Waking up with dry, irritated eyes can be frustrating—not to mention it’s not a great way to start your day.
Waking up with dry eyes in the morning may indicate that you are experiencing the symptoms of dry eye disease: an often chronic condition caused by too much tear evaporation or not enough tear production. Your optometrist can assess the health of your eyes at a comprehensive eye exam to help determine if you have dry eye disease.
What Causes Dry Eyes in the Morning?
Though it might seem like a minor inconvenience, dry eye can lead to more severe complications if left untreated. So, what causes dry eyes in the morning?
Many factors can contribute to uncomfortable dry eye symptoms, such as:
- Sleeping with your eyes partially open
- Exposure to dry air
- Some medications
- Autoimmune disorders
- Age-related changes
Finding the underlying cause of your dry eyes helps to treat and prevent the symptoms. Taking steps to improve your eye hygiene, using lubricating eye drops, and staying hydrated are some measures you can take to alleviate the discomfort.
Symptoms of Dry Eye Syndrome
You might be experiencing symptoms of dry eye syndrome if you’ve ever felt like your eyes were scratchy or uncomfortable. This condition occurs when your eyes don’t produce enough tears, or your tears evaporate too quickly.
Symptoms can include:
- Irritated, scratchy eyes
- Aching near your eyes
- Heavy eyes
- Fatigued eyes
- Sore eyes
- Dryness sensation
- Red eyes
- Blurred vision
It’s important to talk to your eye doctor if you experience any of these symptoms to determine the best course of treatment. Don’t suffer in silence. Relief from dry eye is possible with proper management and care.
How to Treat & Prevent Dry Eyes
The good news is that there are steps you can take to prevent and treat dry eye. You can help avoid dry eyes by practicing good eye hygiene, like washing your hands before touching your eyes and avoiding rubbing them.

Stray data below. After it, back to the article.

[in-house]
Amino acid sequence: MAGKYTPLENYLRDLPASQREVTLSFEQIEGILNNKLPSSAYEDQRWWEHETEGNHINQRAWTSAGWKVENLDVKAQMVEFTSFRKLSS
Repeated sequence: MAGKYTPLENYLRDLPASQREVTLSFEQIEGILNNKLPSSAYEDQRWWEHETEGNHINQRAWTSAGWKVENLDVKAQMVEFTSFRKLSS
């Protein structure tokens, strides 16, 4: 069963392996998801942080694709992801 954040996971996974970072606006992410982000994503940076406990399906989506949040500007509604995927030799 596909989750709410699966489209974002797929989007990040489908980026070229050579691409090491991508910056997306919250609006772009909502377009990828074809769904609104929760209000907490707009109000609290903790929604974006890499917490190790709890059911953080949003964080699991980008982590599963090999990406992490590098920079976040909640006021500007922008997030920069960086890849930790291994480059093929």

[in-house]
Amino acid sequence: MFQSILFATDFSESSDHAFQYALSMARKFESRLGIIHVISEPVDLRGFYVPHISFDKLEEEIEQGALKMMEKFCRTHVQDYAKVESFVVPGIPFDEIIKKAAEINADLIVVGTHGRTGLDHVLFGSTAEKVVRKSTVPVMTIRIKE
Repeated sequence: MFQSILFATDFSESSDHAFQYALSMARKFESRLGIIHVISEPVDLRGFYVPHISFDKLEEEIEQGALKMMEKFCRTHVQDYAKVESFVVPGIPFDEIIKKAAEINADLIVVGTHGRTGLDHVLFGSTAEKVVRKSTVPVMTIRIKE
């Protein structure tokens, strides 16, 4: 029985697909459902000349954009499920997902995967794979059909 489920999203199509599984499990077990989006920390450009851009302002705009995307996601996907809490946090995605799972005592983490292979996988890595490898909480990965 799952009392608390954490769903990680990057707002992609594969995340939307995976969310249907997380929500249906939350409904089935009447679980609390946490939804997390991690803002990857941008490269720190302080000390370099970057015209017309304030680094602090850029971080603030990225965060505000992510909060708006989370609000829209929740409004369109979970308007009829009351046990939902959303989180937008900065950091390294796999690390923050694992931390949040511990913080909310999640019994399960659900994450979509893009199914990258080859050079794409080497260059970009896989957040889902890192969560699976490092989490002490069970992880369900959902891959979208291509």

Warm Compress for Dry Eye
Warm compresses can help. Make sure your compress is warm, not hot, and leave it on for 10–20 minutes per eye.
You can also use artificial tears or eye drops to moisten your eyes. There are several over-the-counter remedies and many by prescription drops, too. Be sure to speak with your optometrist to find out what type is best for you.
Take Screen Breaks
If you spend a lot of time staring at screens, take breaks every 20 minutes or so to rest your eyes. You can practice the 20-20-20 rule at home or at the office: every 20 minutes, take a 20-second break to look at something 20 feet away. This gives your eyes a chance to rest and readjust to a new distance.
Finally, make sure you’re staying well-hydrated and eating a healthy diet rich in omega-3 fatty acids, as these can promote healthy tear production. With these strategies, you may be able to say goodbye to dry, irritated eyes and say hello to clear, comfortable vision.
Taking Care of Dry Eyes in the Morning, Day, & Night
Waking up with dry eyes in the morning is very common for those who experience dry eye syndrome. It is essential to recognize the signs and symptoms that come with this medical condition and the common risk factors that can contribute to it.
When seeking treatment for dry eyes, your doctor may recommend a combination of medications and lifestyle changes. For additional help, there are many home remedies your optometrist can recommend to help.
Additionally, it is important to remember to keep your eyes healthy by using preventative measures such as wearing sunglasses in sunlight and taking breaks from screens if you use them frequently.
If you experience dry eyes or frequent symptoms related to it, you can speak with Pinnacle Eye Care today. We can help determine reliable and effective treatments for your long-term health and well-being.